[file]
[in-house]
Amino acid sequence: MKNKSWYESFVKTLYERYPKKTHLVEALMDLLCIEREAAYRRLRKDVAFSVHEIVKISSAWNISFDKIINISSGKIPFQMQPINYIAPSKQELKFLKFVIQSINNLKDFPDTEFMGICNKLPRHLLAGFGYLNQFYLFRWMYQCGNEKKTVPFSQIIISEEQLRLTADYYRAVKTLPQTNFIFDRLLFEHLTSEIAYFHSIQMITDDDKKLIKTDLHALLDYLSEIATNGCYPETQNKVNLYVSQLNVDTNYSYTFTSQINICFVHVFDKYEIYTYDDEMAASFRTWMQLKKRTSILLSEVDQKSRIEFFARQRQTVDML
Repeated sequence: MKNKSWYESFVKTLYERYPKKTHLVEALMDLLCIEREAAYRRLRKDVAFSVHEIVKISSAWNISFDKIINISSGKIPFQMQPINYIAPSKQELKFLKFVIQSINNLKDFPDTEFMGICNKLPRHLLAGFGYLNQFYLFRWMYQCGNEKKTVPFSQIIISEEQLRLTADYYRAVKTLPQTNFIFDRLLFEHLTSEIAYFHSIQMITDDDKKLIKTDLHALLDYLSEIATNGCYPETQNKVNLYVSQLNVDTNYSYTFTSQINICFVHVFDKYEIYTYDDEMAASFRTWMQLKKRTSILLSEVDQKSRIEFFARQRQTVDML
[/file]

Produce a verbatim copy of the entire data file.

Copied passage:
[in-house]
Amino acid sequence: MKNKSWYESFVKTLYERYPKKTHLVEALMDLLCIEREAAYRRLRKDVAFSVHEIVKISSAWNISFDKIINISSGKIPFQMQPINYIAPSKQELKFLKFVIQSINNLKDFPDTEFMGICNKLPRHLLAGFGYLNQFYLFRWMYQCGNEKKTVPFSQIIISEEQLRLTADYYRAVKTLPQTNFIFDRLLFEHLTSEIAYFHSIQMITDDDKKLIKTDLHALLDYLSEIATNGCYPETQNKVNLYVSQLNVDTNYSYTFTSQINICFVHVFDKYEIYTYDDEMAASFRTWMQLKKRTSILLSEVDQKSRIEFFARQRQTVDML
Repeated sequence: MKNKSWYESFVKTLYERYPKKTHLVEALMDLLCIEREAAYRRLRKDVAFSVHEIVKISSAWNISFDKIINISSGKIPFQMQPINYIAPSKQELKFLKFVIQSINNLKDFPDTEFMGICNKLPRHLLAGFGYLNQFYLFRWMYQCGNEKKTVPFSQIIISEEQLRLTADYYRAVKTLPQTNFIFDRLLFEHLTSEIAYFHSIQMITDDDKKLIKTDLHALLDYLSEIATNGCYPETQNKVNLYVSQLNVDTNYSYTFTSQINICFVHVFDKYEIYTYDDEMAASFRTWMQLKKRTSILLSEVDQKSRIEFFARQRQTVDML